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Superfood Saturday: Crazy For Coconuts

Superfood Saturday is here and this week at The Studio (MDR) we are crazy for coconuts!  Coconuts qualify as a "superfood with flying colors" due to their supremely unique and nutritious qualities. According to best selling author David Wolfe of Superfoods: The Food and Medicine of the Future "eating coconuts in their raw state speeds up metabolism, reduces risk of heart disease, lowers cholesterol and boosts energy1." An additional benefit of this superfood happens to be the coconut water that comes from a young coconut.

Did you know coconut water contains one of the highest sources of electrolytes known to man and can be used to prevent dehydration? Hint hint--coconut is the perfect superfood to help you rehydrate after breaking a sweat in at The Studio (MDR)! Here's another interesting fact: coconut water is identical to human blood plasma and plasma makes up 55% of human blood. That said, by drinking coconut water, we give ourselves an instant blood transfusion2.  Amazing, right?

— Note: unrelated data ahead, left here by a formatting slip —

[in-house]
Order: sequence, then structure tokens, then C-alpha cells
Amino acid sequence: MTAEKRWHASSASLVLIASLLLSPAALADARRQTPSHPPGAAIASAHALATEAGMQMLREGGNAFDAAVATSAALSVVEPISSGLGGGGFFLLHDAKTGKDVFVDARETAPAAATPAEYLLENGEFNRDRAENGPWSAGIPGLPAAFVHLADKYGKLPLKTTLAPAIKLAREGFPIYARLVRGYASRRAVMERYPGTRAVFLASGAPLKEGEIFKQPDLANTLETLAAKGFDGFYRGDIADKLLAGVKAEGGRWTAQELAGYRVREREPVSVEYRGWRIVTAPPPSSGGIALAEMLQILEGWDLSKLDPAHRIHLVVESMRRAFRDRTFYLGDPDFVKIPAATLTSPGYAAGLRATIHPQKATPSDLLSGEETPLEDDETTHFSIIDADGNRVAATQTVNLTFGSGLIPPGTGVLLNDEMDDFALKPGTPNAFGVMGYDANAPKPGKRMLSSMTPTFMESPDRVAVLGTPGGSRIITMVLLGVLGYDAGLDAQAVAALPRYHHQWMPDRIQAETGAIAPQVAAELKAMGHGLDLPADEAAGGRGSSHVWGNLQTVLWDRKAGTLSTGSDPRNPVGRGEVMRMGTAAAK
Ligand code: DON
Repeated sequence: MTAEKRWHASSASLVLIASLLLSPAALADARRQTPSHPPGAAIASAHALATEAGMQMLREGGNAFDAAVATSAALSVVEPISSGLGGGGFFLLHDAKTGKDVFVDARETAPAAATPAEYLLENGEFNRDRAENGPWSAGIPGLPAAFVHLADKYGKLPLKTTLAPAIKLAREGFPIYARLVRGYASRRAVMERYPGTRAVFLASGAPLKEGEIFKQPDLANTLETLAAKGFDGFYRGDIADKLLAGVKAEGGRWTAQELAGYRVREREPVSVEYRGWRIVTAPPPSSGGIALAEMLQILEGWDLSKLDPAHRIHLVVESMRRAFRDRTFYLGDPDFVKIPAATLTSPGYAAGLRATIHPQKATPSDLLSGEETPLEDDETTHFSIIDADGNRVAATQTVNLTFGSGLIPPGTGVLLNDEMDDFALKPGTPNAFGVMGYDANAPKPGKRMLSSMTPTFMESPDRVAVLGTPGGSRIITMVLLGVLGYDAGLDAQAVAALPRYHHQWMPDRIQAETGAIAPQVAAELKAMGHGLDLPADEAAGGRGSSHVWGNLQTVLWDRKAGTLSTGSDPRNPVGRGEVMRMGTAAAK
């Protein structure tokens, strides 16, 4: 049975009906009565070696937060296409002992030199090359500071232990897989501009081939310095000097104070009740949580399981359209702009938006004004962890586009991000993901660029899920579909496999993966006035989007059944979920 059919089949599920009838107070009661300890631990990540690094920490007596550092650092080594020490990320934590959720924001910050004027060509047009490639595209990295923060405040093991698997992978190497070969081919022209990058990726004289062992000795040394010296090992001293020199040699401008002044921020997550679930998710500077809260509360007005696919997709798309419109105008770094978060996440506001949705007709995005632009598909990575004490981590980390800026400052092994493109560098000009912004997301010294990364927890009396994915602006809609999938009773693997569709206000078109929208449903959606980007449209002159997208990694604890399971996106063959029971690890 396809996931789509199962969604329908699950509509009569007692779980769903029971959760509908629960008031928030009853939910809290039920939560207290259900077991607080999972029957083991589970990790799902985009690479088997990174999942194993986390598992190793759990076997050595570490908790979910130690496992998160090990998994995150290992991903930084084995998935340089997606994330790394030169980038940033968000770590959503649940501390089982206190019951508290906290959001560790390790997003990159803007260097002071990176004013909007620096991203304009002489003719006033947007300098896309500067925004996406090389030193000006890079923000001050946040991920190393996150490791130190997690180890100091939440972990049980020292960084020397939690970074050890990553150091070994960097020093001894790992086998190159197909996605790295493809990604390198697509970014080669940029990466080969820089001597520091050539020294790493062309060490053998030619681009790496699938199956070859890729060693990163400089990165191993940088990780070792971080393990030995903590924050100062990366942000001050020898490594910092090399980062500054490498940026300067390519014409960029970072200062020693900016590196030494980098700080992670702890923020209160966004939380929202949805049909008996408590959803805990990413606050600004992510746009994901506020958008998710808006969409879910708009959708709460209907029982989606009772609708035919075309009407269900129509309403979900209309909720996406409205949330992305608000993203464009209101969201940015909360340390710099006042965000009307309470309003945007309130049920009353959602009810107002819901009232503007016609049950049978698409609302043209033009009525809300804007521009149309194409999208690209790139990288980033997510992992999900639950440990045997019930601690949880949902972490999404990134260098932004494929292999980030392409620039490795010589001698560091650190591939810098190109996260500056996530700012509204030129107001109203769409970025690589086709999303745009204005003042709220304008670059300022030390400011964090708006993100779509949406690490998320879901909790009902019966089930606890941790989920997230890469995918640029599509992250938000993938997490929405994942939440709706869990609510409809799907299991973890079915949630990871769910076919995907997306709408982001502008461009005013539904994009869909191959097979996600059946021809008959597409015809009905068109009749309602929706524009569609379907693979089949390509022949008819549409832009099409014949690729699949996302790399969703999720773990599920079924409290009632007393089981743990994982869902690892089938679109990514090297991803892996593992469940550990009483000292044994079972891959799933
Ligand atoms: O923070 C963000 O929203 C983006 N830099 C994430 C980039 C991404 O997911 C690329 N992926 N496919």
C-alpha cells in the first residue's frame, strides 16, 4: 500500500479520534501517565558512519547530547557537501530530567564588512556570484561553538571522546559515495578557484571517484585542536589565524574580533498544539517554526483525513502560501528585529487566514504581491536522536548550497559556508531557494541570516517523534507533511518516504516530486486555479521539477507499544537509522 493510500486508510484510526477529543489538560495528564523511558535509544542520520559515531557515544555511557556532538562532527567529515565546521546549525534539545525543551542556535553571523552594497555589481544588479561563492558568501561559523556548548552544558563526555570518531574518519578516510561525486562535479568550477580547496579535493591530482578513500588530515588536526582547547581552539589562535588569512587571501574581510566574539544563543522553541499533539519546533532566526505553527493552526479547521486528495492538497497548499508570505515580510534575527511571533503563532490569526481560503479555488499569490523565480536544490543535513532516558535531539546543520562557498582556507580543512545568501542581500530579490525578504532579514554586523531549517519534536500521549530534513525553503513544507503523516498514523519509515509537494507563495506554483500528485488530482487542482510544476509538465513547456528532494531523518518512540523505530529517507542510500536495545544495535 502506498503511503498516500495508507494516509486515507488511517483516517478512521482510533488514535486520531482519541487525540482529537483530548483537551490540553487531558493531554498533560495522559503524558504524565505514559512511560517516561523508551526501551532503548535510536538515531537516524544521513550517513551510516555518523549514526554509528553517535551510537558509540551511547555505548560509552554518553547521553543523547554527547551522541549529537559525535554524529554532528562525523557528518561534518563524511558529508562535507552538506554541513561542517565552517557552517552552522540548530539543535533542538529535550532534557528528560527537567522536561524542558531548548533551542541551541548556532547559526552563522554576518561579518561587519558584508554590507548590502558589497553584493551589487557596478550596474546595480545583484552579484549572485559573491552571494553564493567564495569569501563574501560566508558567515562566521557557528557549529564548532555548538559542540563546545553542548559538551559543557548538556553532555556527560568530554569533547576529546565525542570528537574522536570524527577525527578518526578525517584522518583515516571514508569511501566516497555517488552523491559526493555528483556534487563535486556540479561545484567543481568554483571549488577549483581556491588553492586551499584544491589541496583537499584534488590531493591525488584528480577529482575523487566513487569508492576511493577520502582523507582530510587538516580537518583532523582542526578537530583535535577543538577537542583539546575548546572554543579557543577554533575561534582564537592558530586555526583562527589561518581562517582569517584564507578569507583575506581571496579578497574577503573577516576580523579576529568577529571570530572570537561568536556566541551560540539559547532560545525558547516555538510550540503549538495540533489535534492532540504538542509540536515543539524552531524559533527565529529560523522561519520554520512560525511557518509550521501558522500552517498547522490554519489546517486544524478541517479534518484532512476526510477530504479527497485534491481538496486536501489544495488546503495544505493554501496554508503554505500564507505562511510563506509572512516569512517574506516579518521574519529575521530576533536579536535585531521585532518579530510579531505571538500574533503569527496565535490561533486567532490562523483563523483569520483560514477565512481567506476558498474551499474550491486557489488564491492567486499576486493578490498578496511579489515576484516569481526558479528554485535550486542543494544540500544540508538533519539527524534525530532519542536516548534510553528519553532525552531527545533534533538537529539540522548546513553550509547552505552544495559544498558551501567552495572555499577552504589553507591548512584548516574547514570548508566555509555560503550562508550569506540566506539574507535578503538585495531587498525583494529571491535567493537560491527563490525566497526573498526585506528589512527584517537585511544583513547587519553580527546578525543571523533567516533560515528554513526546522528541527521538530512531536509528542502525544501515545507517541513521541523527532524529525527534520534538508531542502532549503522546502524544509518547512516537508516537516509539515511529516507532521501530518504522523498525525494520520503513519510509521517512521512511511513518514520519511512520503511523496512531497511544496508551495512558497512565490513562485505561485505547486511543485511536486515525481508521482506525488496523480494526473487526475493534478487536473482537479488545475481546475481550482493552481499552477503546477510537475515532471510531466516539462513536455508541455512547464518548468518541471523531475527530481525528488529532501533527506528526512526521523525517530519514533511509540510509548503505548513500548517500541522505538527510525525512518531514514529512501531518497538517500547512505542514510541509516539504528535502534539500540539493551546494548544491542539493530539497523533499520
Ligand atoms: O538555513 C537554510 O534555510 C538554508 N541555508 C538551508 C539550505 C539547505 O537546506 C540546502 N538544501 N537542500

While many believe coconuts are unhealthy due to their saturated fat content, they actually contain lauric acid, a type of fat that is easily absorbed by the human body and used instantly as energy3. So the next time you are at your local health food store (like Whole Foods Venice), grab a young coconut, crack it open and discover the electrolyte-replenishing water and soft, delicious and nutritious meat inside.

Is their a superfood or blog topic you'd like for us to cover? Let us know in the comments section below or by adding it to our community page on Facebook. http://www.facebook.com/thestudiomdr